Arikia Millikan, the founder of @LadyBits and an (now) ex-Collection Editor with the online site Medium resigned from the site this week. She wrote a powerful parting account of some of the challenges she faced, including an unpredictable payment system based on “clicks.”
Eris Biba, a former Wired magazine editor, also posted her frustration as a correspondent for the online tech magazine Medium Paid through a “clicks-for-pay” system. She described an experiment she had run. She appealed to readers to click more so she would be paid more. It worked. She got a lot of clicks. But it was not satisfying.
Medium Editor Evan Hansen has responded with a post of his own in Medium (https://medium.com/the-story/update-on-mediums-paid-collection-experiments-86ec0cd30302). “It’s arguable whether the fault here is in how people were paid, how attention gets divvied up online, the proclivities of the Medium audience at this moment in time or a question of editorial judgment. It’s probably a mix of all four, and other more subtle things to boot,” he wrote and said Medium was shifting toward pay based on a new “total time reading” model (TTR). He suggests this new “metric” experiment “sets the stage for us to build durable business models, for writers as well as ourselves.”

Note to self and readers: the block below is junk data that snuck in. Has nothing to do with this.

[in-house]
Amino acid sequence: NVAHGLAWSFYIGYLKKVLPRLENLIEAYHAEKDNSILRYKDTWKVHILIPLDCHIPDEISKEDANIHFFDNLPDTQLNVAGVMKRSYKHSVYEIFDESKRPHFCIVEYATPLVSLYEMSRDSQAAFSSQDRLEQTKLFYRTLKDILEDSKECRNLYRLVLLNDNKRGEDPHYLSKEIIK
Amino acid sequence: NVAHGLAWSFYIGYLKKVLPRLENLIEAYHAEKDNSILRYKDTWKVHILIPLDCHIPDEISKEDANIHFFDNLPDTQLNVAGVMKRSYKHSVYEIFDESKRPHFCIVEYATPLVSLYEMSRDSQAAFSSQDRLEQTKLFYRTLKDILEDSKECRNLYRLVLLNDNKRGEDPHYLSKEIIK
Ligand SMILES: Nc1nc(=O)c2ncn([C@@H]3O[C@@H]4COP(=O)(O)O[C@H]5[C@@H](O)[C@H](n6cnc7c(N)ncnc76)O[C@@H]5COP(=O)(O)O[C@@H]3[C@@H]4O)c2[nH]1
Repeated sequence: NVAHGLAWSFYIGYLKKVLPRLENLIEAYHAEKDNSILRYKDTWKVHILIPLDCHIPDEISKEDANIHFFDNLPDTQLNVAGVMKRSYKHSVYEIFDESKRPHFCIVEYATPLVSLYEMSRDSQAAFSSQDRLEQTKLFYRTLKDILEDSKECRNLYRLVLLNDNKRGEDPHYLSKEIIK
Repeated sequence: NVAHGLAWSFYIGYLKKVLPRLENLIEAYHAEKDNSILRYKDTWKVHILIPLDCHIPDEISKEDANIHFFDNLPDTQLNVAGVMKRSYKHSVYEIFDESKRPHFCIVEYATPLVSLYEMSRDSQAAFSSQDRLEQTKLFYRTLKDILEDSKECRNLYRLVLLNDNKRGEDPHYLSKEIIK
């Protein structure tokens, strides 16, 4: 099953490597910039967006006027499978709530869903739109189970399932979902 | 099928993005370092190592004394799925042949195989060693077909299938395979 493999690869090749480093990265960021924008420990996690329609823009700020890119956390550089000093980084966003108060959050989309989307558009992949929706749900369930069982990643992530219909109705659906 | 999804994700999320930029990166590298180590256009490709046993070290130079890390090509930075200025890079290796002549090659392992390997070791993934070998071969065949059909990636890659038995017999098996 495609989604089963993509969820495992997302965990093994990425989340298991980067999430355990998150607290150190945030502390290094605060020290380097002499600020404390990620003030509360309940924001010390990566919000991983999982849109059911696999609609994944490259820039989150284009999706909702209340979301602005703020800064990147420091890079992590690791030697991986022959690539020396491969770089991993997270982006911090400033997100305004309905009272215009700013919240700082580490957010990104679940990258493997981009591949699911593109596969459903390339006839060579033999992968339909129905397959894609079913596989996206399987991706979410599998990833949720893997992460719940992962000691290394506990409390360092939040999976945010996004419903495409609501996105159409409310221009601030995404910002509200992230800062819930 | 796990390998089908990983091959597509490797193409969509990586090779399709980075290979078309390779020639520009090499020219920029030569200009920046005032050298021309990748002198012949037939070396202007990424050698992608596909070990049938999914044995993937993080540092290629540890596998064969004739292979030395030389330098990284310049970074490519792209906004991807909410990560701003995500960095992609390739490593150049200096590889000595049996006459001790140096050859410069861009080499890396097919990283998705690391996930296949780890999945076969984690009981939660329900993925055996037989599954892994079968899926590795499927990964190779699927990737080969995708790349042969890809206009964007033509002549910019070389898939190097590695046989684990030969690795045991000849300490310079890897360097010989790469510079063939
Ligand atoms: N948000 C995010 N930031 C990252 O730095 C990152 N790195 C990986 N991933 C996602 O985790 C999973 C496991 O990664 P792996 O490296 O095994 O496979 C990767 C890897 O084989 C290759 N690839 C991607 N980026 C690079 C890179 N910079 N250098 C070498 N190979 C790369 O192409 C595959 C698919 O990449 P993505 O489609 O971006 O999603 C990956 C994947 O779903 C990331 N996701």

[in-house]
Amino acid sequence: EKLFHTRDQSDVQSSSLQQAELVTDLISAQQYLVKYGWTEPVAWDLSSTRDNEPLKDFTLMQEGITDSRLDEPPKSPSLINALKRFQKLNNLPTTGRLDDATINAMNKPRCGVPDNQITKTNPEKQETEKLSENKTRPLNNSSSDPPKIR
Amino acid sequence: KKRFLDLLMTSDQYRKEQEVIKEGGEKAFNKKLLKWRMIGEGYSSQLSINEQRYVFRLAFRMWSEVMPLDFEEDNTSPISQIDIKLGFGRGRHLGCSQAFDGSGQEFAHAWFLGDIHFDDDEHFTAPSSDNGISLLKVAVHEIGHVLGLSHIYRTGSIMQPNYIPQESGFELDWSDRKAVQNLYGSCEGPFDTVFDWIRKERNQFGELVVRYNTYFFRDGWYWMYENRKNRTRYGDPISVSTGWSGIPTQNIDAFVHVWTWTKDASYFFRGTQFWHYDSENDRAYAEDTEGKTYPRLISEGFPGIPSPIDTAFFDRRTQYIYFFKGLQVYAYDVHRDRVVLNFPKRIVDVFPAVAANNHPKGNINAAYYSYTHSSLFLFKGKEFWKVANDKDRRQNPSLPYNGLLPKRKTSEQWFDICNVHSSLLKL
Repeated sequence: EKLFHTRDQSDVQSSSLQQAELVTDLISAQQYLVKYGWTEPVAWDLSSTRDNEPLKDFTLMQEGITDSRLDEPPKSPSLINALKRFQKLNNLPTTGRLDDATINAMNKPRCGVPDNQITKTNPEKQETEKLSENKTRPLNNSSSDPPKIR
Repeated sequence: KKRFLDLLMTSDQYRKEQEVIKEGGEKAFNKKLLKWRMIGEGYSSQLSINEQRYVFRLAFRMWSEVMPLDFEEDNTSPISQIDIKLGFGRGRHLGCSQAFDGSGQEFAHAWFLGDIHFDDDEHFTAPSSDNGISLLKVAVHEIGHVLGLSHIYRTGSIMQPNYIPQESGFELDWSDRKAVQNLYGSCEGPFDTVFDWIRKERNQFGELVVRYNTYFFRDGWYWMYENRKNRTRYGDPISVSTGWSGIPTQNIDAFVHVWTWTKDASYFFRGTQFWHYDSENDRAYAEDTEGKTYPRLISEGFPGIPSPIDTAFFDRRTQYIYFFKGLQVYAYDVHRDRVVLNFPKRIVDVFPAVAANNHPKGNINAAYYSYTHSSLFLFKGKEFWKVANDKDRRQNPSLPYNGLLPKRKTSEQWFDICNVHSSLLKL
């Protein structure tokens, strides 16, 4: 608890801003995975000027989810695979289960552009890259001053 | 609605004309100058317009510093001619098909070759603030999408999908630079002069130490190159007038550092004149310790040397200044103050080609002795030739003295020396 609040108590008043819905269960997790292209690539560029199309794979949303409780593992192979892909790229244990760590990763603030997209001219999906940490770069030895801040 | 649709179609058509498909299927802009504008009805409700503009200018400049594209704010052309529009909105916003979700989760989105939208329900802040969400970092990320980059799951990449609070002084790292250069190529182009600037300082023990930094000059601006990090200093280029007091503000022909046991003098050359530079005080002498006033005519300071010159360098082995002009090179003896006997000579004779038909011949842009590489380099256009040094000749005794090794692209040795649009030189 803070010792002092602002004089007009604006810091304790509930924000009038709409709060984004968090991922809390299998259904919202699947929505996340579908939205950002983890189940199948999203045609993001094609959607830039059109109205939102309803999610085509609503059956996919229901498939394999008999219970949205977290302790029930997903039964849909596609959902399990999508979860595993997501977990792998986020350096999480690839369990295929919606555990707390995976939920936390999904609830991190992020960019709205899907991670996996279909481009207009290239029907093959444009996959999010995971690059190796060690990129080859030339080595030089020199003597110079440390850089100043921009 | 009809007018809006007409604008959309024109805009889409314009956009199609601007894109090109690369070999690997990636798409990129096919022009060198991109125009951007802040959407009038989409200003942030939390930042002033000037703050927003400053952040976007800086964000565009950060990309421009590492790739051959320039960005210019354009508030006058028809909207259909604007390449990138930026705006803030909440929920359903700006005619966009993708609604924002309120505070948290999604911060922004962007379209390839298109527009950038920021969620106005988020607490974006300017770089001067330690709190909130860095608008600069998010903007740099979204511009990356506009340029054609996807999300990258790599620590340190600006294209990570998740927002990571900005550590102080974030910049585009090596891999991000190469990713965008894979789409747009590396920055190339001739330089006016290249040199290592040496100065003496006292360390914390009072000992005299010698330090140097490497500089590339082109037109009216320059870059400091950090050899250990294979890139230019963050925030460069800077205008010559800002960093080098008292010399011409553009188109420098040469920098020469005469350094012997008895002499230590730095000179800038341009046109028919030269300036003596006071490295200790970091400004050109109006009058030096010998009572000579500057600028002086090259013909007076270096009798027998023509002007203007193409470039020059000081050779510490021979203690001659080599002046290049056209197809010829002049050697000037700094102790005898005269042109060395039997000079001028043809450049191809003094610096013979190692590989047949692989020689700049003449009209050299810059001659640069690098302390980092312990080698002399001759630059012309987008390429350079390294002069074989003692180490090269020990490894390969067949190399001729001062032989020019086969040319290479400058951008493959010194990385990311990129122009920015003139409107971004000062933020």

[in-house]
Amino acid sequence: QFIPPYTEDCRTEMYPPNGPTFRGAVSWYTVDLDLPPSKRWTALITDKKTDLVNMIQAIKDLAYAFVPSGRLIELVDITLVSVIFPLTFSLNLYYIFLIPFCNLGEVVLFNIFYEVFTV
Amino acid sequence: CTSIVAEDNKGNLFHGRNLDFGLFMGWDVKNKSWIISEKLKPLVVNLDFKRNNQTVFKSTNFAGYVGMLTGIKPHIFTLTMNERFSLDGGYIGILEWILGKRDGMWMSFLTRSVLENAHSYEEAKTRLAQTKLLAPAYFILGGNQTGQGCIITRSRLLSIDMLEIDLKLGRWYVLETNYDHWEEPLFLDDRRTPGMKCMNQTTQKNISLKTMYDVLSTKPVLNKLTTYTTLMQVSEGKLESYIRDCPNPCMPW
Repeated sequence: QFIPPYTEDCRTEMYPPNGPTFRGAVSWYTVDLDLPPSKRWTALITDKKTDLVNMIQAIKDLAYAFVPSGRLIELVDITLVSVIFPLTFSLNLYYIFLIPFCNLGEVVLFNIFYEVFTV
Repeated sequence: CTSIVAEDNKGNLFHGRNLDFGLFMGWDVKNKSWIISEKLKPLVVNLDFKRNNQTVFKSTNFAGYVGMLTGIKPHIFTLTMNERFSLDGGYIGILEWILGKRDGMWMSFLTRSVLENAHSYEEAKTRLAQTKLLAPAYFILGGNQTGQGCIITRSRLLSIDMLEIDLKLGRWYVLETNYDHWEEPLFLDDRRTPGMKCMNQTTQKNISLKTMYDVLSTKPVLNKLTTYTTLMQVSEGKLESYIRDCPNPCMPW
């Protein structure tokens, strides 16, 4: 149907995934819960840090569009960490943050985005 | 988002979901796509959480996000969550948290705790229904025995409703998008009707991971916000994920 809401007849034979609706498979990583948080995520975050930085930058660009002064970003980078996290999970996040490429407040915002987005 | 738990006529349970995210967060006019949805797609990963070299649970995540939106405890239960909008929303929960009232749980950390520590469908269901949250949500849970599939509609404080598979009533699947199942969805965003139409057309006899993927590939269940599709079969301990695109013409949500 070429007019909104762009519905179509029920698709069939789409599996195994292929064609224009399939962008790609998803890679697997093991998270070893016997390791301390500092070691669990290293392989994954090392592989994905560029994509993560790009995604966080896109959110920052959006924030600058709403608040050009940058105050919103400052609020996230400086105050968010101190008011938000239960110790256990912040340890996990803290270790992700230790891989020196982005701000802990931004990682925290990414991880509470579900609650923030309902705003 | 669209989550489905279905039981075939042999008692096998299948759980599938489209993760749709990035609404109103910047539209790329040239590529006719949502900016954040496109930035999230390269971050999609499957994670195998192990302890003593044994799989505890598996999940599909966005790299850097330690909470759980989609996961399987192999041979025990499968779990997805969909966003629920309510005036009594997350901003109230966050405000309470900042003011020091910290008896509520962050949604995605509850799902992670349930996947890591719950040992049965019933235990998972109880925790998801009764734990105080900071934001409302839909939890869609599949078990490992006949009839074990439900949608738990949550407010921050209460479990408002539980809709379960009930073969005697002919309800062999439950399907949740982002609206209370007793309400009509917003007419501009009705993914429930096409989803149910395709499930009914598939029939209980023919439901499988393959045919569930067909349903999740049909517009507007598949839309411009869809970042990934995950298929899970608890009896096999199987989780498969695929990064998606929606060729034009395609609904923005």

This fascination with metrics to measure “engagement” reflects a similar emphasis found in the New York Times “innovation report” (http://mashable.com/2014/05/16/full-new-york-times-innovation-report/) and in much of the preoccupation of the media industry as a whole with how to sustain a business model through strategic manipulation of audience interests.
For me, the approach to measuring audience interests (grounded in the search for successful business models) misses a deeper underlying demand from media users: the demand for a voice—for discourse.
Much has been written about engagement, discourse, connection, interaction, and audience participation. But such terms usually are couched in how to harness these principles for business purposes—the media business model.
Of course, there is every reason to want a successful business model that can sustain the activity of providing what readers want and need. The difficult is the starting point. Experiments like Medium and research like the NYT innovation report start from the wrong end. They start with business demands and try to figure out how to engage the audience/reader/user in order to meet those demands.
Human beings use media to get what they need and want. Writers from Heidegger to Gadamer, from Dewey to Rorty, from Hegel to Habermas have described how human beings use language, communication, and media. They describe how discourse changes understanding by confronting what we think we know with surprises—things we did not know. The result is a new way of understanding.
This is the kind of discourse that drives readers, users, and audiences to mediated communication. This is the “new” in “news.”
Finding articles, programs, and posts that can do that should be the goal. Such work is “creative.” It stars by understanding “curiosity.” It creates the successful business model from its own success with readers/users/audiences. This is the kind of “quality writing” that Eris Biba said should be rewarded. It is the kind “news story” that newspapers and magazines once paid handsomely to print. It’s the kind of creative programming that broadcasters and filmmakers hunt.
Begin with “discourse” rather than “metrics” if you want to create a successful media business model.